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Diagnostic criteria for Christianson Syndrome

Diagnostic criteria for Christianson Syndrome

Because the severe autism-like condition Christianson Syndrome was only first reported in 1999 and some symptoms take more than a decade to appear, families and doctors urgently need fundamental information about it. Continue reading

Diagnostic criteria for Christianson Syndrome

Diagnostic criteria for Christianson Syndrome

Because the severe autism-like condition Christianson Syndrome was only first reported in 1999 and some symptoms take more than a decade to appear, families and doctors urgently need fundamental information about it. Continue reading

Genetic risk for autism stems mostly from common genes

Genetic risk for autism stems mostly from common genes

Using new statistical tools, Carnegie Mellon University’s Kathryn Roeder has led an international team of researchers to discover that most of the genetic risk for autism comes from versions of genes that are common in the population rather than from rare variants or spontaneous glitches. Published in the July 20 issue of the journal Nature Genetics , the study found that about 52 percent of autism was traced to common genes and rarely inherited variations, with spontaneous mutations contributing a modest 2.6 percent of the total risk Continue reading

Genetic cause of common breast tumors found

Genetic cause of common breast tumors found

A multi-disciplinary team of scientists from the National Cancer Centre Singapore, Duke-NUS Graduate Medical School Singapore, and Singapore General Hospital have made a major breakthrough in understanding the molecular basis of fibroadenoma, one of the most common breast tumors diagnosed in women. Continue reading

Metabolic enzyme stops progression of most common type of kidney cancer

Metabolic enzyme stops progression of most common type of kidney cancer

In an analysis of small molecules called metabolites used by the body to make fuel in normal and cancerous cells in human kidney tissue, a research team from the Perelman School of Medicine at the University of Pennsylvania identified an enzyme key to applying the brakes on tumor growth. Continue reading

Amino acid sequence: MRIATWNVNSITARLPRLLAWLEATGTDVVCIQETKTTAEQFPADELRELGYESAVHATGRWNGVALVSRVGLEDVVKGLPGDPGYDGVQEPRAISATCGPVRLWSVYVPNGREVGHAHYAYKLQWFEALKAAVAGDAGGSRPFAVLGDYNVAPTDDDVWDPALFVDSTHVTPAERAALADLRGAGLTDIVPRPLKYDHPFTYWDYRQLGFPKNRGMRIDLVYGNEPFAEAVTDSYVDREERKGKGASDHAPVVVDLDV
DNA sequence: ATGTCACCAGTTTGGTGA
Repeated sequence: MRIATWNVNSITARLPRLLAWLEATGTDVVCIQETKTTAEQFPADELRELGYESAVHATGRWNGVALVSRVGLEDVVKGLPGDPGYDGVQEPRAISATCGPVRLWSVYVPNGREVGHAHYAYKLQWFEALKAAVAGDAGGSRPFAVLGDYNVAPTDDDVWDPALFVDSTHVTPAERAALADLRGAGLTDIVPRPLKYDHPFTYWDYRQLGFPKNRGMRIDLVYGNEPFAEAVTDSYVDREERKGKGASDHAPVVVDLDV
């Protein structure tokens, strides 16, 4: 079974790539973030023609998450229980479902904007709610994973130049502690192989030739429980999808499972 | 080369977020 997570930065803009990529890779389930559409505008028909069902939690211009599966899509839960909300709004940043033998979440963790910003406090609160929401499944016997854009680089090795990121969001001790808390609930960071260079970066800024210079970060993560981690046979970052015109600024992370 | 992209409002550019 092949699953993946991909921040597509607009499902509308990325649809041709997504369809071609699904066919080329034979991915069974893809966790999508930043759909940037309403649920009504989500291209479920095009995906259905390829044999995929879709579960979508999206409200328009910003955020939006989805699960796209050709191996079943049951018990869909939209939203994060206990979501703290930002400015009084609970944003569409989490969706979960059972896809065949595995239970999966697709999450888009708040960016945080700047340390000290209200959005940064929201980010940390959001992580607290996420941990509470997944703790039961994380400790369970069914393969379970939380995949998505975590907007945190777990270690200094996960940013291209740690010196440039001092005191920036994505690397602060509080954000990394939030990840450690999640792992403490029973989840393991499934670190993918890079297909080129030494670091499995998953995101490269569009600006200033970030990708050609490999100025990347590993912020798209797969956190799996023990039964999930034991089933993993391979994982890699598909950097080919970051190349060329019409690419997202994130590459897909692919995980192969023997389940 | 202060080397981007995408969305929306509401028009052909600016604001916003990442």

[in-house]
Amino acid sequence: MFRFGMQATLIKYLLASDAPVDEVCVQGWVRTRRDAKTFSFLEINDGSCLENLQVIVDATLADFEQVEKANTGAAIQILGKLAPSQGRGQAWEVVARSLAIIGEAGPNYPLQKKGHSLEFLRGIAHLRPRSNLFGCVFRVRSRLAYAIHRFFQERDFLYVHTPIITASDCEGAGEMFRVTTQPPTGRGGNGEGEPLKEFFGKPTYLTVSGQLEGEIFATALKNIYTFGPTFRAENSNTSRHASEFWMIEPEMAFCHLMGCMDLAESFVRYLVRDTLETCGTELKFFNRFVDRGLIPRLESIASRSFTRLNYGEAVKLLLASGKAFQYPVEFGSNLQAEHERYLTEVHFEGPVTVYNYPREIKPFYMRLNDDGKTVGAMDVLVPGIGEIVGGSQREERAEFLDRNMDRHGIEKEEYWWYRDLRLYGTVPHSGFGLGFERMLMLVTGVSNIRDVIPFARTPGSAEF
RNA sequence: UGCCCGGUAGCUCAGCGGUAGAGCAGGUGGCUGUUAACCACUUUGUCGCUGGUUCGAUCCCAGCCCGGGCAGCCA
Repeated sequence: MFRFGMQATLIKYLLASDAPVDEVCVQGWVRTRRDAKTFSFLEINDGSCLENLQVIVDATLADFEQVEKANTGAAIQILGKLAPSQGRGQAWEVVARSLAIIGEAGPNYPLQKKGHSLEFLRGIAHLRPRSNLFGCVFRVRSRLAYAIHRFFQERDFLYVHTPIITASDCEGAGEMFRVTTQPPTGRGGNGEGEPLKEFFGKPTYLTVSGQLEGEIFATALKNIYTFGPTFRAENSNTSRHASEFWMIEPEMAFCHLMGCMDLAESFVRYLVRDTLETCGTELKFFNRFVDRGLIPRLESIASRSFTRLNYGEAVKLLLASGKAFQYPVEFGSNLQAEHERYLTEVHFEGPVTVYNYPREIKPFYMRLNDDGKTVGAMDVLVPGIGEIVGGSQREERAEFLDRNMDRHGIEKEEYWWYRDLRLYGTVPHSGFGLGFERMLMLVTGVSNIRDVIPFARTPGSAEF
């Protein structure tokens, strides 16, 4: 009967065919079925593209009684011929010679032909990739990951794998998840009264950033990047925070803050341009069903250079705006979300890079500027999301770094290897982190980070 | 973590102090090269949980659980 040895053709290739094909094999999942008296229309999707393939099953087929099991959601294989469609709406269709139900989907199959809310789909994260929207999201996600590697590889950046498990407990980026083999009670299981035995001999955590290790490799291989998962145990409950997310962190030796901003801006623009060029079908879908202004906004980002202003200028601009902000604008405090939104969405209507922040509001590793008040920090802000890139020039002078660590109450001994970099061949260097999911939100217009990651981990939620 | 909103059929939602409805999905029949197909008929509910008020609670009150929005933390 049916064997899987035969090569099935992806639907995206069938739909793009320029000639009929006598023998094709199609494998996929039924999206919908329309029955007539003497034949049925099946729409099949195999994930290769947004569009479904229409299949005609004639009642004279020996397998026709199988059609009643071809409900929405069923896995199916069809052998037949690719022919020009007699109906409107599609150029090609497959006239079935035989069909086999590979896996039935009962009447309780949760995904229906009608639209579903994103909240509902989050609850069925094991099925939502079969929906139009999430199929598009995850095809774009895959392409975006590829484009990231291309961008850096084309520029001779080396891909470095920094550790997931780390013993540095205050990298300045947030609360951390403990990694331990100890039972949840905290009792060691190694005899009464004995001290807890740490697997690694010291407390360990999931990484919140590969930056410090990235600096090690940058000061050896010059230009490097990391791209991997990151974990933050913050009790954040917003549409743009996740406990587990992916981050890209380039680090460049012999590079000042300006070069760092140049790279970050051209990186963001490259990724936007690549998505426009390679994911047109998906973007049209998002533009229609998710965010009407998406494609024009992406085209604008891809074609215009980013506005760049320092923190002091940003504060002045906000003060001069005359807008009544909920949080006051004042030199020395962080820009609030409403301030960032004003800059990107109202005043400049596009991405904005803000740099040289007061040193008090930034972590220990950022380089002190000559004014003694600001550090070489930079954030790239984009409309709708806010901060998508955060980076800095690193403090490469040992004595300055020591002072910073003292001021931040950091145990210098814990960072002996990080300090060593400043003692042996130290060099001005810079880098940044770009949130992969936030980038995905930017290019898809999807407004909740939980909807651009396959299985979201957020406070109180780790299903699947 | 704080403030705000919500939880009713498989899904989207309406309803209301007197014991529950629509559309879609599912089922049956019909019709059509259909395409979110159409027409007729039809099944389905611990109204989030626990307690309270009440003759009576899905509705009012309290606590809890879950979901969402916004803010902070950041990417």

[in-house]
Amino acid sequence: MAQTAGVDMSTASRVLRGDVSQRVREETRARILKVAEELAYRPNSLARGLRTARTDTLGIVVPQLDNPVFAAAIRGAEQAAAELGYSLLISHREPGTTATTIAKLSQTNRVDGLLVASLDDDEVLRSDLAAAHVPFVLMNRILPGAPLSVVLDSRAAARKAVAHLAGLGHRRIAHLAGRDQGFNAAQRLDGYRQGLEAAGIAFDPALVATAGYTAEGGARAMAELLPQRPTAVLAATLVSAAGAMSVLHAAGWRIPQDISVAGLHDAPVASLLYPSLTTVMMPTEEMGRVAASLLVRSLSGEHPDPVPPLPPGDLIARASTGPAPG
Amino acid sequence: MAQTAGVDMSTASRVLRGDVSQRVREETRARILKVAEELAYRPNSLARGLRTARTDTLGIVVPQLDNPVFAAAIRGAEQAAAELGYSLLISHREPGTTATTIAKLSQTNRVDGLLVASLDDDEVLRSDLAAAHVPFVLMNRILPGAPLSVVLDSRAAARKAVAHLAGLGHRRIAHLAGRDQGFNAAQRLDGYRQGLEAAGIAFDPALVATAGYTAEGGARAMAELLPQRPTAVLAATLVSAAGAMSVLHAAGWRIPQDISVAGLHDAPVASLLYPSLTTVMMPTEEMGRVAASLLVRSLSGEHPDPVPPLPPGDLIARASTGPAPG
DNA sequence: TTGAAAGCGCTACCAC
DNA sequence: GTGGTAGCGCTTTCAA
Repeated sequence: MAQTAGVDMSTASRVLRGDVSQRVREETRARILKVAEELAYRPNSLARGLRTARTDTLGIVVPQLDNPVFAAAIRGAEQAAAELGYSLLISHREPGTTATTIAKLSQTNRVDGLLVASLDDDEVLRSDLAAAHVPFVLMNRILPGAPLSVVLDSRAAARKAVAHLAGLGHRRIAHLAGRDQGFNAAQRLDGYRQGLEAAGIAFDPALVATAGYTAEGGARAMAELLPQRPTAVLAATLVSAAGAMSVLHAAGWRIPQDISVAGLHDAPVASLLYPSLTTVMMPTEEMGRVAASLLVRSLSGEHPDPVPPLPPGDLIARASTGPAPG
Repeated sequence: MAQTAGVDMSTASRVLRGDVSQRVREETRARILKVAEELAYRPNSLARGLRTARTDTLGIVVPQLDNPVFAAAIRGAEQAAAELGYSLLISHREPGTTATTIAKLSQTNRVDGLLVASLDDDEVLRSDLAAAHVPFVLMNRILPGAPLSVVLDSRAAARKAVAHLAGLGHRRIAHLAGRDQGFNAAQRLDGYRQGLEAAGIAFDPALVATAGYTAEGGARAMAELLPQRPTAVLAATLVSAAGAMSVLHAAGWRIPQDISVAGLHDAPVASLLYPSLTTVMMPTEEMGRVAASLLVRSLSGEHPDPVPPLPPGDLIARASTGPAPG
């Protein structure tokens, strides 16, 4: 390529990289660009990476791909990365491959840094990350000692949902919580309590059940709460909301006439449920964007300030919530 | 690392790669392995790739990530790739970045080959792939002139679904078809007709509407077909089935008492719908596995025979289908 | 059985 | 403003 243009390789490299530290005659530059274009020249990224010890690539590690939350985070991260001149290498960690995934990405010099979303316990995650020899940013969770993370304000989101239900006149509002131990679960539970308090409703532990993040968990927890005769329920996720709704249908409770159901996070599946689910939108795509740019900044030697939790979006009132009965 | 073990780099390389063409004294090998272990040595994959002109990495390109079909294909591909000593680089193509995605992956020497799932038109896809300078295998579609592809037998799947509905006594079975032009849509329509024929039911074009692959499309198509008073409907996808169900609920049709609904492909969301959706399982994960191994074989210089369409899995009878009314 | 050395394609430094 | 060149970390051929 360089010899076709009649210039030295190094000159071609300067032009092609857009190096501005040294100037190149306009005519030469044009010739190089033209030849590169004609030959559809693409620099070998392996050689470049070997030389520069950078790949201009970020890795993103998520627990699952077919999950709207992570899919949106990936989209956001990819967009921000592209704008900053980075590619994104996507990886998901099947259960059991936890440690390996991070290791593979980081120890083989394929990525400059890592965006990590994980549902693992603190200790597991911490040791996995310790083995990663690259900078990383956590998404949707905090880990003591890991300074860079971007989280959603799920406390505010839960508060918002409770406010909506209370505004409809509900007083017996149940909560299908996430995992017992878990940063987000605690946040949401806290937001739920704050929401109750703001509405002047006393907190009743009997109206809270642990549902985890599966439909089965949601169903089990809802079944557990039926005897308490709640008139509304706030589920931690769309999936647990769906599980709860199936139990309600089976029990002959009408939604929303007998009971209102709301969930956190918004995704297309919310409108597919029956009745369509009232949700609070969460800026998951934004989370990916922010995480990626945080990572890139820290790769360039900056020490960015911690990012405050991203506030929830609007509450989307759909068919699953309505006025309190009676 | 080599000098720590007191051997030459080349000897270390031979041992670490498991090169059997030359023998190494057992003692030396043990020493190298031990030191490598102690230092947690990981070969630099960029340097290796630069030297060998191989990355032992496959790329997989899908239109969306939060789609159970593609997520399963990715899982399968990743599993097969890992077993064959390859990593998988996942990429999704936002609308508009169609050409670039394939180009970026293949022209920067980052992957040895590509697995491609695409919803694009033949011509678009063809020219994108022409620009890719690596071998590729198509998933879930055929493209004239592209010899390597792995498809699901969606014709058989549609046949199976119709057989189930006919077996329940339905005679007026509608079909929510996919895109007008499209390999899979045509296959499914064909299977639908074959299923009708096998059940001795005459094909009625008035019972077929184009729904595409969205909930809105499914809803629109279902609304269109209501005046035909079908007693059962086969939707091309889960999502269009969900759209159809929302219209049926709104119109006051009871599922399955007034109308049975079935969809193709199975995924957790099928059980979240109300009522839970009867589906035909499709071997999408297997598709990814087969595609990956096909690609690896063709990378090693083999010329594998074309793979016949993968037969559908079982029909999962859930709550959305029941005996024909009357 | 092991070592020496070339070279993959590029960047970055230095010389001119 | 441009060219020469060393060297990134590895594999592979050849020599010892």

Offering option of initial HIV care at home increases use of antiretroviral therapy

Offering option of initial HIV care at home increases use of antiretroviral therapy

LSTM Researchers found that offering adults in Malawi optional home initiation of care following HIV self-testing resulted in a significant increase in the proportion of adults initiating antiretroviral therapy (ART) compared with standard HIV care. The results are part of a study that was funded by the Wellcome Trust and published in the July 23/30 issue of JAMA , which is HIV/AIDS themed and released early to coincide with the International AIDS Conference taking place in Melbourne, Australia next week. In 2012 it was estimated that 35 million people worldwide were living with the human immunodeficiency virus (HIV). Continue reading

Combination treatment for hep C associated with favorable response among HIV patients

Combination treatment for hep C associated with favorable response among HIV patients

HIV-infected patients also infected with hepatitis C virus (HCV) who received a combination of the medications sofosbuvir plus ribavirin had high rates of sustained HCV virologic response 12 weeks after cessation of therapy, according to a study in the July 23/30 issue of JAMA , a theme issue on HIV/AIDS. The issue is being released early to coincide with the International AIDS Conference Continue reading

New trigger for ovulation could make IVF safer

New trigger for ovulation could make IVF safer

Researchers have successfully used a new and potentially safer method to stimulate ovulation in women undergoing IVF treatment. Twelve babies have been born after their mothers were given an injection of the natural hormone kisspeptin to make their eggs mature. Doctors normally administer another hormone, hCG, for this purpose, but in some women, there is a risk that this can overstimulate the ovaries, with potentially life-threatening consequences. Continue reading

New trigger for ovulation could make IVF safer

New trigger for ovulation could make IVF safer

Researchers have successfully used a new and potentially safer method to stimulate ovulation in women undergoing IVF treatment. Twelve babies have been born after their mothers were given an injection of the natural hormone kisspeptin to make their eggs mature. Doctors normally administer another hormone, hCG, for this purpose, but in some women, there is a risk that this can overstimulate the ovaries, with potentially life-threatening consequences. Continue reading

High-dose fluticasone effective against eosinophilic esophagitis, study shows

High-dose fluticasone effective against eosinophilic esophagitis, study shows

Results from a clinical trial show that high doses of the corticosteroid fluticasone propionate safely and effectively induce remission in many people with eosinophilic esophagitis (EoE), a chronic inflammatory disease of the esophagus characterized by high levels of white blood cells called eosinophils. However, some trial participants did not respond to fluticasone even after six months of high-dose treatments, providing evidence that certain people with EoE are steroid-resistant. Continue reading